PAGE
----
The one million Americans who undergo mechanical ventilation (MV) annually in intensive care units (ICUs) are at high risk for morbidity and mortality. Even after accounting for differences in acuity, variability exists in processes of care, patient outcomes, and resource utilization. We have shown that risk-adjusted outcomes of MV patients vary among physicians, and other studies have identified specific nurse and physician factors associated with patient outcomes, suggesting that clinicians contribute to this variability. However, MV patients are typically cared for by multiple clinicians in interprofessional teams, which has not been accounted for in these studies. Furthermore, measurement of effective team collaboration remains elusive. Understanding the contributions of individuals and teams would help to bridge this knowledge gap and inform efforts focused on team collaboration to reduce undue variability in MV patient care and outcomes. This study will rigorously evaluate of the contributions of clinicians and teams to mechanical ventilation (MV) patient outcomes, advance the science of team effectiveness, and evaluate new methods for performance measurement and outcomes research.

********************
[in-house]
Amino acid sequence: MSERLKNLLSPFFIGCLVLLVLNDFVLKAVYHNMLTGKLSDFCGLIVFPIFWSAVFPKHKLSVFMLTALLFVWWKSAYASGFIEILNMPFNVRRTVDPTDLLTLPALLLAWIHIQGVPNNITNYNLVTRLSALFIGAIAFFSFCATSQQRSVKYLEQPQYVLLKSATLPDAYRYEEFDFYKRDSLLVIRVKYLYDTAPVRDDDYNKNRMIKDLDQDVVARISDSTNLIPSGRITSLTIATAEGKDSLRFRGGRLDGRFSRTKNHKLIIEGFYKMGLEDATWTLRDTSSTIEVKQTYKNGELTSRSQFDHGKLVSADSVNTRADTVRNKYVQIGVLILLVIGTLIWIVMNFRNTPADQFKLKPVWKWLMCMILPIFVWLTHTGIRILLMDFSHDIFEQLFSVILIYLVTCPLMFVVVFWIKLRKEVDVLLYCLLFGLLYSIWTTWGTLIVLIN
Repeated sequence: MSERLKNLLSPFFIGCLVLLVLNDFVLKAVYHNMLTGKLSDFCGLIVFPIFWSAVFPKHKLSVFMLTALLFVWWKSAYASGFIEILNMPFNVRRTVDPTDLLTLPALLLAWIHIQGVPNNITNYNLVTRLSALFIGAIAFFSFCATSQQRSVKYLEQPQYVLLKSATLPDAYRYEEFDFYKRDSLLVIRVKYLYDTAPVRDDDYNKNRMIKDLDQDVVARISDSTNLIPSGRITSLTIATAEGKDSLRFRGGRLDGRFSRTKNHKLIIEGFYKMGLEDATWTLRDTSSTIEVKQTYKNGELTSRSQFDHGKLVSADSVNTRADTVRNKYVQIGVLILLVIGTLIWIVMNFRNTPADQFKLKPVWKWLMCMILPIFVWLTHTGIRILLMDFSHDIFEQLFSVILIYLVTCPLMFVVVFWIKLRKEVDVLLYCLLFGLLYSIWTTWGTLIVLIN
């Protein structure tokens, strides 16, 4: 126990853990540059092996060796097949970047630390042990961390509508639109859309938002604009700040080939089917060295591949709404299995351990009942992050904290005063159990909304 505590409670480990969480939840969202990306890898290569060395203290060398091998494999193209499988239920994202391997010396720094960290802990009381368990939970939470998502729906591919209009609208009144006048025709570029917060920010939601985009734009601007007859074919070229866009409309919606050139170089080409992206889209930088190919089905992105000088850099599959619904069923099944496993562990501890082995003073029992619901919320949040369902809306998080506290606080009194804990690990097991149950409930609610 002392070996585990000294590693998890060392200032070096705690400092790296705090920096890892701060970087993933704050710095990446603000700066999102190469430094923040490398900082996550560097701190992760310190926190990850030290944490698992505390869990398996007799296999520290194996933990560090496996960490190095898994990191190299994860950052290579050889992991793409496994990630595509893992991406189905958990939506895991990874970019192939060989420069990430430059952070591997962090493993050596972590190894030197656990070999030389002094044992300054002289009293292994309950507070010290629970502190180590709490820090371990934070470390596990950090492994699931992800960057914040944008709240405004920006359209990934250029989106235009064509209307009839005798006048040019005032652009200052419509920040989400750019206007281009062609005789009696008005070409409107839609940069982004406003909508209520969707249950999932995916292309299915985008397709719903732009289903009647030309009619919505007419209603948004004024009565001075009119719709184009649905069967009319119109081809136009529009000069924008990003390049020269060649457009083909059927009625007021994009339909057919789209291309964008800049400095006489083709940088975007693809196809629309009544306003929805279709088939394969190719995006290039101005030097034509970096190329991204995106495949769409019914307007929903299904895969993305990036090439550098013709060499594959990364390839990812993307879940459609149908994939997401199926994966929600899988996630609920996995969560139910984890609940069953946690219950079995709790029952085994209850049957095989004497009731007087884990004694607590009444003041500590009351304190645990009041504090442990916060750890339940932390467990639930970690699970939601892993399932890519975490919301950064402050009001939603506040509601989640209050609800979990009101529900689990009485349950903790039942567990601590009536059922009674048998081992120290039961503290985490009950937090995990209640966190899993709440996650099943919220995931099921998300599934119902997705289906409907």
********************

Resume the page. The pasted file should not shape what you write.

National Institutes of Health, National Heart, Lung, and Blood Institute (NHLBI)